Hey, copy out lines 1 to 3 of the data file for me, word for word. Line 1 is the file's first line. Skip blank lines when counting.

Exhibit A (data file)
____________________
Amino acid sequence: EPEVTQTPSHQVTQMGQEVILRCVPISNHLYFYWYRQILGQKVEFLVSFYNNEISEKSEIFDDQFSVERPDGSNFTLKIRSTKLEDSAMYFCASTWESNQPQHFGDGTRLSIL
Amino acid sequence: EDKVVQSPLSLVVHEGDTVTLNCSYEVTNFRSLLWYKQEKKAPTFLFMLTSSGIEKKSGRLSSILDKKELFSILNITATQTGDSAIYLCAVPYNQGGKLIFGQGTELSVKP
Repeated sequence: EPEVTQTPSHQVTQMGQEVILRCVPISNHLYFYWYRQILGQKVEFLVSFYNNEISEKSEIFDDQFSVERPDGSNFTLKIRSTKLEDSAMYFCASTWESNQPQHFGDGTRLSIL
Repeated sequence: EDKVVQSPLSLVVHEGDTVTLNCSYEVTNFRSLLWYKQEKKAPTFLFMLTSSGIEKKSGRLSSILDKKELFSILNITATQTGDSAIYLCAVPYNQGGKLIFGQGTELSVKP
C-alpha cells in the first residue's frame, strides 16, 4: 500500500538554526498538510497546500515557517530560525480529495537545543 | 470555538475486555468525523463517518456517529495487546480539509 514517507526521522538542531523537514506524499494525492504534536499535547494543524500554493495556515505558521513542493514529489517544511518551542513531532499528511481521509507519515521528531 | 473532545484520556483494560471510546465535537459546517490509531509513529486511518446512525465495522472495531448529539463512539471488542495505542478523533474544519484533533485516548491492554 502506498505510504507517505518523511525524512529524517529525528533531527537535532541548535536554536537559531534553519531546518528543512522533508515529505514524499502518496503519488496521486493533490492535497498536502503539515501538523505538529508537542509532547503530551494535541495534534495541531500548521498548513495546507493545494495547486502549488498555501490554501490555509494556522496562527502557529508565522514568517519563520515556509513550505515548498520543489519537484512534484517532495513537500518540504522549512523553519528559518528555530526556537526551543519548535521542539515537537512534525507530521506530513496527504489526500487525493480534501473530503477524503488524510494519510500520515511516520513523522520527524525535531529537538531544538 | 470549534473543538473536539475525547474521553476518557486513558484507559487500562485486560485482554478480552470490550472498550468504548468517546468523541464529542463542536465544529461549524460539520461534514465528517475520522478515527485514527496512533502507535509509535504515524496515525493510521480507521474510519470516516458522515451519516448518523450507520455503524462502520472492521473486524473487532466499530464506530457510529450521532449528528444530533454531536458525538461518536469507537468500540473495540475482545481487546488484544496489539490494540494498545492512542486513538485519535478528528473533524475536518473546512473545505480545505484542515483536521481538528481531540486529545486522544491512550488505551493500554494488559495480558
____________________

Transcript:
Amino acid sequence: EPEVTQTPSHQVTQMGQEVILRCVPISNHLYFYWYRQILGQKVEFLVSFYNNEISEKSEIFDDQFSVERPDGSNFTLKIRSTKLEDSAMYFCASTWESNQPQHFGDGTRLSIL
Amino acid sequence: EDKVVQSPLSLVVHEGDTVTLNCSYEVTNFRSLLWYKQEKKAPTFLFMLTSSGIEKKSGRLSSILDKKELFSILNITATQTGDSAIYLCAVPYNQGGKLIFGQGTELSVKP
Repeated sequence: EPEVTQTPSHQVTQMGQEVILRCVPISNHLYFYWYRQILGQKVEFLVSFYNNEISEKSEIFDDQFSVERPDGSNFTLKIRSTKLEDSAMYFCASTWESNQPQHFGDGTRLSIL